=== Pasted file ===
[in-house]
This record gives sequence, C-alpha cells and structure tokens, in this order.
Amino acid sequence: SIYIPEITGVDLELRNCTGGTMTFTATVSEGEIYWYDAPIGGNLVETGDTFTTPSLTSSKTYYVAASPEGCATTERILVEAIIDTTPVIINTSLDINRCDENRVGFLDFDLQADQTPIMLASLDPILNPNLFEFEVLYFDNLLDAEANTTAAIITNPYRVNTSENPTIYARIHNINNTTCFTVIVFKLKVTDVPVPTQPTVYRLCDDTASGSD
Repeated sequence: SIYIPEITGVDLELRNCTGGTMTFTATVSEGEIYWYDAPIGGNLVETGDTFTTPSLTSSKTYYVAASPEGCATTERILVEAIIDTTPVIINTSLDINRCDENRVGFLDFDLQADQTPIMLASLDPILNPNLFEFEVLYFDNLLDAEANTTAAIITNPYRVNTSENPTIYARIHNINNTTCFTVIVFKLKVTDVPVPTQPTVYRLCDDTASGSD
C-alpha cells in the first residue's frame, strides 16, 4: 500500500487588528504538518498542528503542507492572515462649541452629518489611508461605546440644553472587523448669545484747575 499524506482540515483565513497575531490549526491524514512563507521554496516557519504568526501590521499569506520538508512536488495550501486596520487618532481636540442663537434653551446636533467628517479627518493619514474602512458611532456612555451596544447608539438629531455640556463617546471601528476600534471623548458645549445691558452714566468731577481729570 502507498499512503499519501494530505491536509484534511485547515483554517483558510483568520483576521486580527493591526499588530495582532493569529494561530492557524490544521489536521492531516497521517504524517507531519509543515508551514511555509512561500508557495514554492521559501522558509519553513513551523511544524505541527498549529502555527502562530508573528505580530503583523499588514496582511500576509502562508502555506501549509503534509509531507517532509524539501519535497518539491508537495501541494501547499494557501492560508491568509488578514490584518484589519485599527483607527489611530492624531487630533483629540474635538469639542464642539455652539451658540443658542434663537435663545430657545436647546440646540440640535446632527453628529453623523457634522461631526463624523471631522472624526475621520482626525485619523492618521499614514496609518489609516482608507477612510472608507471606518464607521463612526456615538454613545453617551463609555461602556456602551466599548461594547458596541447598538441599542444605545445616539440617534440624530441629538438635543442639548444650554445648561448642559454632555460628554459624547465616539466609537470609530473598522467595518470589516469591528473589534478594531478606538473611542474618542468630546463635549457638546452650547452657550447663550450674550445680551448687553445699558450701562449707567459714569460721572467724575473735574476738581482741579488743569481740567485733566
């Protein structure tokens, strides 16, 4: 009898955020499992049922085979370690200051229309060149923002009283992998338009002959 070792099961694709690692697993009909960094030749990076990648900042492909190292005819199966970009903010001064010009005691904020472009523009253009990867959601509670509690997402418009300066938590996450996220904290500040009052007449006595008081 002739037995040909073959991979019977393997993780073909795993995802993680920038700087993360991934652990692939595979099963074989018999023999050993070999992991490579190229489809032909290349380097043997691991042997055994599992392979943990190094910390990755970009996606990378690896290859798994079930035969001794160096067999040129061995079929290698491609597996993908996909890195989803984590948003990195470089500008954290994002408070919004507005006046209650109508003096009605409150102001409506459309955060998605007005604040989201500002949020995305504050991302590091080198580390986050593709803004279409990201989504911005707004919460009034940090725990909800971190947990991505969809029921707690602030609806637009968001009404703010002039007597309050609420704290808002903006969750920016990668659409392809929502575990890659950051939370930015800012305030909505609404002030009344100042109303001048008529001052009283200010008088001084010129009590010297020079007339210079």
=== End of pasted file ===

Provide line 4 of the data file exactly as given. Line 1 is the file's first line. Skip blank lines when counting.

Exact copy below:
Repeated sequence: SIYIPEITGVDLELRNCTGGTMTFTATVSEGEIYWYDAPIGGNLVETGDTFTTPSLTSSKTYYVAASPEGCATTERILVEAIIDTTPVIINTSLDINRCDENRVGFLDFDLQADQTPIMLASLDPILNPNLFEFEVLYFDNLLDAEANTTAAIITNPYRVNTSENPTIYARIHNINNTTCFTVIVFKLKVTDVPVPTQPTVYRLCDDTASGSD